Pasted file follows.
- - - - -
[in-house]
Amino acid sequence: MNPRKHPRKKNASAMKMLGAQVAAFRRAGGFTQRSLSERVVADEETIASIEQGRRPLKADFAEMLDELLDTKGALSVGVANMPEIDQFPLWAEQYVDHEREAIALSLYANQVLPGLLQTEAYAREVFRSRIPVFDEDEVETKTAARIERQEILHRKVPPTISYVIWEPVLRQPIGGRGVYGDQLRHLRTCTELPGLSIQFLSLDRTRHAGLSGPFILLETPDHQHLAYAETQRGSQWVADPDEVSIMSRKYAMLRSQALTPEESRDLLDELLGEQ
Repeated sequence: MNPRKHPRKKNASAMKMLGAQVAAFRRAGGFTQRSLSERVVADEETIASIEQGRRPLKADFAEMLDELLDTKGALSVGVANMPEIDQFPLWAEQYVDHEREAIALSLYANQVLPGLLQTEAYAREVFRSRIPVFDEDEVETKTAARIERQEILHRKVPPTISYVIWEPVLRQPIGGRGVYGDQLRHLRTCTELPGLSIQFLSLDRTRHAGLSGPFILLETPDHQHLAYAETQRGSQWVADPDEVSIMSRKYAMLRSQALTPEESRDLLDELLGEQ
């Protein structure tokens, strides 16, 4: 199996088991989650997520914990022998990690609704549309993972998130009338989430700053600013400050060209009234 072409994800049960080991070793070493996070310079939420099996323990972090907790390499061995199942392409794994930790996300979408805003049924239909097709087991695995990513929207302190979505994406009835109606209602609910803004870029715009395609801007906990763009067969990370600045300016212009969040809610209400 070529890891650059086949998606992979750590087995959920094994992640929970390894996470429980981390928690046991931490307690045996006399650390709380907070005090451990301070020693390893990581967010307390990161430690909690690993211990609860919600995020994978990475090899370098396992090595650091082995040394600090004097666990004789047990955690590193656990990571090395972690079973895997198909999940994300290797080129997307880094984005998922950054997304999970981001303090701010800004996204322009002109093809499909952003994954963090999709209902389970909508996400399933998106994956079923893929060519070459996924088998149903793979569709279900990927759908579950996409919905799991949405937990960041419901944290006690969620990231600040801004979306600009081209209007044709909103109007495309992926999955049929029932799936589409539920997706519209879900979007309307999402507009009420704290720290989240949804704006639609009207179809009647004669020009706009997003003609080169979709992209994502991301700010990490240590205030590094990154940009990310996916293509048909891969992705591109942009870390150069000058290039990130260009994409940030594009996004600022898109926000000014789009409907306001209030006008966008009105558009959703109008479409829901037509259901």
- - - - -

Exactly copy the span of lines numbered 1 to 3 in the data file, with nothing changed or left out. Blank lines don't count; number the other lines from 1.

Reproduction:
[in-house]
Amino acid sequence: MNPRKHPRKKNASAMKMLGAQVAAFRRAGGFTQRSLSERVVADEETIASIEQGRRPLKADFAEMLDELLDTKGALSVGVANMPEIDQFPLWAEQYVDHEREAIALSLYANQVLPGLLQTEAYAREVFRSRIPVFDEDEVETKTAARIERQEILHRKVPPTISYVIWEPVLRQPIGGRGVYGDQLRHLRTCTELPGLSIQFLSLDRTRHAGLSGPFILLETPDHQHLAYAETQRGSQWVADPDEVSIMSRKYAMLRSQALTPEESRDLLDELLGEQ
Repeated sequence: MNPRKHPRKKNASAMKMLGAQVAAFRRAGGFTQRSLSERVVADEETIASIEQGRRPLKADFAEMLDELLDTKGALSVGVANMPEIDQFPLWAEQYVDHEREAIALSLYANQVLPGLLQTEAYAREVFRSRIPVFDEDEVETKTAARIERQEILHRKVPPTISYVIWEPVLRQPIGGRGVYGDQLRHLRTCTELPGLSIQFLSLDRTRHAGLSGPFILLETPDHQHLAYAETQRGSQWVADPDEVSIMSRKYAMLRSQALTPEESRDLLDELLGEQ